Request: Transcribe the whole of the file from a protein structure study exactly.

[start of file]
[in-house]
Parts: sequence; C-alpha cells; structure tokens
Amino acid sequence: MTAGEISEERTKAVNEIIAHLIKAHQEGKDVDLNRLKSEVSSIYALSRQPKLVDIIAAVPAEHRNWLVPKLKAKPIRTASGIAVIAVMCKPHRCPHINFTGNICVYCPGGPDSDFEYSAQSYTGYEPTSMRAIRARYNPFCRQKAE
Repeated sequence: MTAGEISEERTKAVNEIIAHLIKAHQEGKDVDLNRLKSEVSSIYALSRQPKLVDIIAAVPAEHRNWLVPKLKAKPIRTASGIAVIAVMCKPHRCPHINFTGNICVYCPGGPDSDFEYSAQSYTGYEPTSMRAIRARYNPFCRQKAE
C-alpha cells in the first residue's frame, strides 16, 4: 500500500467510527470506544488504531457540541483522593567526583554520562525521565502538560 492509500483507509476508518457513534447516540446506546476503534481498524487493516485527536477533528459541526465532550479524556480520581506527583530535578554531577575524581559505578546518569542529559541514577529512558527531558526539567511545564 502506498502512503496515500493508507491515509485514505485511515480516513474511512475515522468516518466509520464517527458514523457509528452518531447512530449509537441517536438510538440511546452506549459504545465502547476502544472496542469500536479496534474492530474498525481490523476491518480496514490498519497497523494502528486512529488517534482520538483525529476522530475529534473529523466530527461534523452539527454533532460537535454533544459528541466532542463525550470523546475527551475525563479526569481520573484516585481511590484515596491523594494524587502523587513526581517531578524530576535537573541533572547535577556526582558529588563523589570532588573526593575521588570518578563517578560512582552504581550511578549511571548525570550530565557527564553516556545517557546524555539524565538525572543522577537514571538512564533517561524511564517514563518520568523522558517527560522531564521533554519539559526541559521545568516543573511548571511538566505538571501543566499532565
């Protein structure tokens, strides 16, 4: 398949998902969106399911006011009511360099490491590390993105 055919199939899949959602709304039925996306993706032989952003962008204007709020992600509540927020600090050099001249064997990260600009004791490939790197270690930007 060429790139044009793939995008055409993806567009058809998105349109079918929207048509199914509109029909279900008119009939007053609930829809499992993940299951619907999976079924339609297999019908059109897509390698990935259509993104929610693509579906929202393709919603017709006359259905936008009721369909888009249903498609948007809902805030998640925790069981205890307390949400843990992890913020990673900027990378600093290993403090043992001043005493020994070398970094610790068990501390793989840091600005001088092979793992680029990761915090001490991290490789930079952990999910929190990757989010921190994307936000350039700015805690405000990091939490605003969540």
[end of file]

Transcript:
[in-house]
Parts: sequence; C-alpha cells; structure tokens
Amino acid sequence: MTAGEISEERTKAVNEIIAHLIKAHQEGKDVDLNRLKSEVSSIYALSRQPKLVDIIAAVPAEHRNWLVPKLKAKPIRTASGIAVIAVMCKPHRCPHINFTGNICVYCPGGPDSDFEYSAQSYTGYEPTSMRAIRARYNPFCRQKAE
Repeated sequence: MTAGEISEERTKAVNEIIAHLIKAHQEGKDVDLNRLKSEVSSIYALSRQPKLVDIIAAVPAEHRNWLVPKLKAKPIRTASGIAVIAVMCKPHRCPHINFTGNICVYCPGGPDSDFEYSAQSYTGYEPTSMRAIRARYNPFCRQKAE
C-alpha cells in the first residue's frame, strides 16, 4: 500500500467510527470506544488504531457540541483522593567526583554520562525521565502538560 492509500483507509476508518457513534447516540446506546476503534481498524487493516485527536477533528459541526465532550479524556480520581506527583530535578554531577575524581559505578546518569542529559541514577529512558527531558526539567511545564 502506498502512503496515500493508507491515509485514505485511515480516513474511512475515522468516518466509520464517527458514523457509528452518531447512530449509537441517536438510538440511546452506549459504545465502547476502544472496542469500536479496534474492530474498525481490523476491518480496514490498519497497523494502528486512529488517534482520538483525529476522530475529534473529523466530527461534523452539527454533532460537535454533544459528541466532542463525550470523546475527551475525563479526569481520573484516585481511590484515596491523594494524587502523587513526581517531578524530576535537573541533572547535577556526582558529588563523589570532588573526593575521588570518578563517578560512582552504581550511578549511571548525570550530565557527564553516556545517557546524555539524565538525572543522577537514571538512564533517561524511564517514563518520568523522558517527560522531564521533554519539559526541559521545568516543573511548571511538566505538571501543566499532565
């Protein structure tokens, strides 16, 4: 398949998902969106399911006011009511360099490491590390993105 055919199939899949959602709304039925996306993706032989952003962008204007709020992600509540927020600090050099001249064997990260600009004791490939790197270690930007 060429790139044009793939995008055409993806567009058809998105349109079918929207048509199914509109029909279900008119009939007053609930829809499992993940299951619907999976079924339609297999019908059109897509390698990935259509993104929610693509579906929202393709919603017709006359259905936008009721369909888009249903498609948007809902805030998640925790069981205890307390949400843990992890913020990673900027990378600093290993403090043992001043005493020994070398970094610790068990501390793989840091600005001088092979793992680029990761915090001490991290490789930079952990999910929190990757989010921190994307936000350039700015805690405000990091939490605003969540």